For good reason, abortion is a highly contentious political battle in modern America. The pro-choice movement advocates for the rights of women, while the pro-life movement advocates for the rights of the unborn. The argumentative dissonance of these two pursuits yields a perpetual conflict. I don’t believe that babies are being murdered in the same way that some members of the pro-life movement believe they are, but I recognize that if I were convinced that was the case, anything less than an unending political fight would be morally unacceptable. Of course, women having anything less than complete control of their own bodies is equally unacceptable. Regardless, it goes to show that in American politics, it is all about the babies.

The “think of the children” appeal is strikingly effective in United States politics. President Trump spoke candidly about the horrible images of infant victims after the chemical attack on Syrian civilians. On the surface, that doesn’t seem like a bad thing. Why shouldn’t we set out to prioritize the wellbeing of the innocent? Though, considering the state of education in this nation, or the impending effects of global climate change, the definition of what endangers children is far from uniform.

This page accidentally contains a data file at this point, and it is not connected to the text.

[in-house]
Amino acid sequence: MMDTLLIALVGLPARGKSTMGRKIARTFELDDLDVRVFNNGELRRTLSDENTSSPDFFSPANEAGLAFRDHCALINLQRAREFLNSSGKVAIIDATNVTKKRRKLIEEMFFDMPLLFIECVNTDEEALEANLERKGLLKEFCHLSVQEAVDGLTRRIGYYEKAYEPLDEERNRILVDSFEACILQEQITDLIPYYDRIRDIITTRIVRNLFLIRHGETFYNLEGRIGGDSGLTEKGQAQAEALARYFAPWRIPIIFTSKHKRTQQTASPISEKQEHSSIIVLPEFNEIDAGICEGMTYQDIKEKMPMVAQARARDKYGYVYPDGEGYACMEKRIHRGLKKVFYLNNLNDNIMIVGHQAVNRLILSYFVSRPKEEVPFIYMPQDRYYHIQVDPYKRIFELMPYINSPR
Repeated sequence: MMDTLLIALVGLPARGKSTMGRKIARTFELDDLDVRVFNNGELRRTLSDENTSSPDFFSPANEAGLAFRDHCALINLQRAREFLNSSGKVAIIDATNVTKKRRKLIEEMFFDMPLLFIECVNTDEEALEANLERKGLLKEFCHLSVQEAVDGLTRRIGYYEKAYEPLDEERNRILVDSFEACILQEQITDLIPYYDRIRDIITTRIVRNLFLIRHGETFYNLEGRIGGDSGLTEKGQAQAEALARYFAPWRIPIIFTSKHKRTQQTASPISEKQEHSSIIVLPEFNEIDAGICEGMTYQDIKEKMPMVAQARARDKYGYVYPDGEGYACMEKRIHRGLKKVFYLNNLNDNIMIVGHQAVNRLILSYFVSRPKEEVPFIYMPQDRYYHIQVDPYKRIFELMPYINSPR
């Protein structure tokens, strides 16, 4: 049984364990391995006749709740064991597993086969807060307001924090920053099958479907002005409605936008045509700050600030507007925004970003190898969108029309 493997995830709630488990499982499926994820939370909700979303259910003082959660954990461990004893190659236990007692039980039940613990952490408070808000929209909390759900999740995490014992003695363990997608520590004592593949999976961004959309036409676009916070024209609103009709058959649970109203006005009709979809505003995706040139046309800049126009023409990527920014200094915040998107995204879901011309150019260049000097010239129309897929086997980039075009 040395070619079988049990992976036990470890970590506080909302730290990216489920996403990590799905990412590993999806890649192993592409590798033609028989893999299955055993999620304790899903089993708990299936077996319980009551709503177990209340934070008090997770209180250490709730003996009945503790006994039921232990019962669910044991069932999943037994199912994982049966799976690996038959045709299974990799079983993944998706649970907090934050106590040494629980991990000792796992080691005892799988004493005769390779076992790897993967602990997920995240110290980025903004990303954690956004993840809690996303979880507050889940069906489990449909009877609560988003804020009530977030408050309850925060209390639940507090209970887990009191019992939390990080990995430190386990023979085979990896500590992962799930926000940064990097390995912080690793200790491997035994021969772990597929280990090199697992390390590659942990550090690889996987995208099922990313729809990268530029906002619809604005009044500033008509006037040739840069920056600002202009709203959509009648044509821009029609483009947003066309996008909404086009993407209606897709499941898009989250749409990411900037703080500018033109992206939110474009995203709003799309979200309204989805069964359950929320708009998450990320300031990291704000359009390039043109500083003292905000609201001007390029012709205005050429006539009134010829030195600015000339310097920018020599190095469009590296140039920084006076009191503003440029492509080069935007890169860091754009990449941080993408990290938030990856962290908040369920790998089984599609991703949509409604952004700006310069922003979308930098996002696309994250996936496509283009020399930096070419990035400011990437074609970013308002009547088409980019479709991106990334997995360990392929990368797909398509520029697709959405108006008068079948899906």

I do not fear for the future of liberal ideals; Gorsuch is not the harbinger of the liberal end-times. If the election results in November are any indication, the future is bright. The demographics are shifting: young voters lean to the left. All that is done today may be undone tomorrow, should it be fitting and necessary for the country. But as Gorsuch’s confirmation demonstrates, discussion and conflict over abortion is unending, and inspires such passion that it brings people to compromise themselves for the sake of the children. It is our duty to leave the world better for the next generations, for the young children, but fixating on the rhetorical appeal of saving the children blinds us to the realities of the world, and the realities of what should actually be done to save children.

Dan Riley is a Collegian columnist and can be reached at

One Response to “Neil Gorsuch’s confirmation: The ‘think of the children’ appeal”
  1. elizabeth says:

    It’s liberal non-profits who passed around the famous image of the war-struckken dirty Syrian child and based on that image tried to manipulate people into accepting Syrian refugees and accused anyone of not doing so as being monstrous.

    This column is a perfect example of why liberals have no credibility; they are shameless hypocrites and exploiters.

Leave A Comment